An event on Saturday provides a rare opportunity to share in an in-depth historical look at Canada’s contribution to D-Day efforts that culminated in the Battle of Normandy on June 6, 1944.
It’s fitting that “More Than D-Day: Remembering Canada’s Involvement in the Normandy Campaign, and the Liberation of France” will take place at the Bay Street Armoury. Members of the Canadian Scottish Regiment, at that time and to this day based out of that armoury, were among the first Canadian Soldiers ashore, and the regiment has managed to preserve first-hand diary accounts from soldiers who took part in the battle.
Operation Overlord and its centrepiece battle of D-Day is one of the most recognizable moments in the Second World War, said Kate Humble, the curator at Fort Rodd Hill & Fisgard National Historic Site and BC Coastal Field Unit. “It brought together multiple nations and all three branches of the armed forces in the largest seaborne invasion in history,” she explained. “We are keen to connect the people of Victoria with their shared past through this event, which will bring home how our local efforts contributed to the success of the battle. I find the material the Canadian Scottish Regiment has to share particularly moving.”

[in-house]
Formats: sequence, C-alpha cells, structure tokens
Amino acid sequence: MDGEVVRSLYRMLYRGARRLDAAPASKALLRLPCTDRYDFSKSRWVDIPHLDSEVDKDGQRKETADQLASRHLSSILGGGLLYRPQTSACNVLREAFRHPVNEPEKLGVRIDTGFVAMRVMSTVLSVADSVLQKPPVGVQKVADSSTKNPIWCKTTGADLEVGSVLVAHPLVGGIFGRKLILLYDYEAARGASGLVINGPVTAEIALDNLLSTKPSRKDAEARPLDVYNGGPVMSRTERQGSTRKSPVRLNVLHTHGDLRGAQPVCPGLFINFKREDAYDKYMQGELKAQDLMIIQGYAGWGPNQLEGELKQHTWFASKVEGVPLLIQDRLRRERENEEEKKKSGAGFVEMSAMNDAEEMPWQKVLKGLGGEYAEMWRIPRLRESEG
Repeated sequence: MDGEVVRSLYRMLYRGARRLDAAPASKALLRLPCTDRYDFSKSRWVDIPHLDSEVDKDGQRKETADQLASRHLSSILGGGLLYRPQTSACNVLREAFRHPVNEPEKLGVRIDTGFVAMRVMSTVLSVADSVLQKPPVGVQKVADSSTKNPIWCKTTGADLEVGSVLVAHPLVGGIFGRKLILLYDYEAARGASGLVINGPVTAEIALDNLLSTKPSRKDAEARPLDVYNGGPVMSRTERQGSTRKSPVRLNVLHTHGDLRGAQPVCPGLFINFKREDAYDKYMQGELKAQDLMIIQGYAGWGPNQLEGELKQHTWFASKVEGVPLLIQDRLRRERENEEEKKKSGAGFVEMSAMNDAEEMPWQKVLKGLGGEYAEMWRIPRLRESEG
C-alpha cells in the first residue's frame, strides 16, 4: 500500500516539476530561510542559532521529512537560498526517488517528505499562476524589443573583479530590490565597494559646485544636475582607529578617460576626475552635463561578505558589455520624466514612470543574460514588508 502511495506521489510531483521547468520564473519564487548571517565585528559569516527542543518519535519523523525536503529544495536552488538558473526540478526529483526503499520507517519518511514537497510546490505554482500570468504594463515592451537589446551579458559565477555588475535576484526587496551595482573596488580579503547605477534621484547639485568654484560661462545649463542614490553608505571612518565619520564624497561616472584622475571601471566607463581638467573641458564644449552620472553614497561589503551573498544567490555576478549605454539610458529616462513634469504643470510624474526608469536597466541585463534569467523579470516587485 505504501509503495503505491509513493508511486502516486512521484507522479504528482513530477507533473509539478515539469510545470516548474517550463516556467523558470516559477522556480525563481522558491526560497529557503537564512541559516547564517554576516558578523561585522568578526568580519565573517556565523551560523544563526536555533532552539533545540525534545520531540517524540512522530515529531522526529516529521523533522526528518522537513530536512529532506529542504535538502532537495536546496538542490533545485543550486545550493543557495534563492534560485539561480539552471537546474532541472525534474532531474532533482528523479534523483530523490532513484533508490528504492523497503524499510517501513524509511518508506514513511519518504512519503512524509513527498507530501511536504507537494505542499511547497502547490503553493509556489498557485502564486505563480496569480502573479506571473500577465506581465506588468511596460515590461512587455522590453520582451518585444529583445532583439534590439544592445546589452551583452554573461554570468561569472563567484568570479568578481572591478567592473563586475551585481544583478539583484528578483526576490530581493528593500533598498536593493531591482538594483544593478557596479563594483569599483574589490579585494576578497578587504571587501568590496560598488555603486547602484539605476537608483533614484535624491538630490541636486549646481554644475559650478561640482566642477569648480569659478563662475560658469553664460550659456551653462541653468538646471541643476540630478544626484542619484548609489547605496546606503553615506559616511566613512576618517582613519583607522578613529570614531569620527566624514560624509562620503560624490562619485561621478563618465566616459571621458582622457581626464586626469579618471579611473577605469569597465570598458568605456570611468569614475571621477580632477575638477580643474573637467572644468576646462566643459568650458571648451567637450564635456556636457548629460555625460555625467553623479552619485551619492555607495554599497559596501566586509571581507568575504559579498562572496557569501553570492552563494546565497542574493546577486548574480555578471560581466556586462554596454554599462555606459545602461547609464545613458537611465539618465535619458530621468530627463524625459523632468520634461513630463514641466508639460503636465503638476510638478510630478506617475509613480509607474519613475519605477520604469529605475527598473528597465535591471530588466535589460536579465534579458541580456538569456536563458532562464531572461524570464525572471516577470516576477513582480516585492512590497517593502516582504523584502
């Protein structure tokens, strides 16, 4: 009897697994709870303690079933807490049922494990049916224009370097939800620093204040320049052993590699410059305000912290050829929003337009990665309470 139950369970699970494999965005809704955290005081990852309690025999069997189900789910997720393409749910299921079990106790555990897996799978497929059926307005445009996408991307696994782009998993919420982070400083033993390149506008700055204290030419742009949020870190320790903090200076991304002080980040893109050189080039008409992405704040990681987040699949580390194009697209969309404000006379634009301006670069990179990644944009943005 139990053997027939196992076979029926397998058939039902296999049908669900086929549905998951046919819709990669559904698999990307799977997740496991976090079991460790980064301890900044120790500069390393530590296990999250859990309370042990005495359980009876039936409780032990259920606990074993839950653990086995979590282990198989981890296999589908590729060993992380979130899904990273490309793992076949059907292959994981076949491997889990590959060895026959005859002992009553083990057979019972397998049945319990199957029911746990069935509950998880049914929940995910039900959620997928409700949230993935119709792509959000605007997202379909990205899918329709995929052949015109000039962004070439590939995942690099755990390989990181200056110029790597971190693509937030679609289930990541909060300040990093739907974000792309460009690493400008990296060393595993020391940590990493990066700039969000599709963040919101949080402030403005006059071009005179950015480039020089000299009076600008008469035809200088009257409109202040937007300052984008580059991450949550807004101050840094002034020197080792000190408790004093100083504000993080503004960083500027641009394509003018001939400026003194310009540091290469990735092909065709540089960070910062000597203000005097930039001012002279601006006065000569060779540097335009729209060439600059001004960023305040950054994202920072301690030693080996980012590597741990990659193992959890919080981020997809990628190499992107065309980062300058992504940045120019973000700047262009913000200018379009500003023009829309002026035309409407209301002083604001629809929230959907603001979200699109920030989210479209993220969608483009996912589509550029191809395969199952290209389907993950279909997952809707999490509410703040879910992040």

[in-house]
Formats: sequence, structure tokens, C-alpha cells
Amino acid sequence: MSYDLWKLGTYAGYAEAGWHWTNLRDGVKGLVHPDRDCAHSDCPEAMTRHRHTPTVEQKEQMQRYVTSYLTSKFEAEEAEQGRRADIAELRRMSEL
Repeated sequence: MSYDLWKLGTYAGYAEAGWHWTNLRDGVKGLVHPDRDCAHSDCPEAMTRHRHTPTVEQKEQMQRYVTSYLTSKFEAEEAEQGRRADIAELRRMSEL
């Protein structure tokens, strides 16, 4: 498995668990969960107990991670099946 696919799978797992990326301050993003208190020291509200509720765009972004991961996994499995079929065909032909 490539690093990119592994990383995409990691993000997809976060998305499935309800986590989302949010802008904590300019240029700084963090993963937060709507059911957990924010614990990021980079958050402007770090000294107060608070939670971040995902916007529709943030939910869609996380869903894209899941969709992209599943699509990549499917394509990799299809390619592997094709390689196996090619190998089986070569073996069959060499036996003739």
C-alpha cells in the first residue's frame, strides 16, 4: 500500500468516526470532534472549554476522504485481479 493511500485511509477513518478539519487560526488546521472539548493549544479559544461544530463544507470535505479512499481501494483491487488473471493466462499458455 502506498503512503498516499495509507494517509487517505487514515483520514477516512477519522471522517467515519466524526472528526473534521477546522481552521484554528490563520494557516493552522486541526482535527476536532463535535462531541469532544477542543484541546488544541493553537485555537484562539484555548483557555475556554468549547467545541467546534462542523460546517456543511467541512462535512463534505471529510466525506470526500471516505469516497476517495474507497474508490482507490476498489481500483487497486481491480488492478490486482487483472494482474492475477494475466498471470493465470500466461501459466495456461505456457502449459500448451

Dr. David Zimmerman from the history department at the University of Victoria will be on hand to give a talk between 11 a.m. and 1 p.m. about the latest research into Canada’s involvement in Operation Overlord. “It’s a great opportunity for people to discover their local military museums and hear a top-notch historian all in one place for free,” Humble said.
Participants include the Canadian Scottish Regimental Museum, the 5th Field Regiment Museum, the Esquimalt Naval & Military Museum, Fort Rodd Hill & Fisgard Lighthouse Historic Site, and the Victoria Scale Modellers Club.
The event, which runs from 10 a.m. to 3:30 p.m., includes WWII Canadian military vehicles on display, the forward fuselage of a Lancaster bomber, miniature military dioramas depicting battlefield scenes, military uniforms and equipment and field kits and firearms. There will be an audio-visual presentation on D-Day and the Normandy campaign and live military music as well.
The Ashton Armoury Museum’s display will highlight how the success or failure of any military campaign was dependent on the efficiency of its supply chain, noted Wayne Dauphinee, co-curator, militaria for the Ashton Armoury Museum.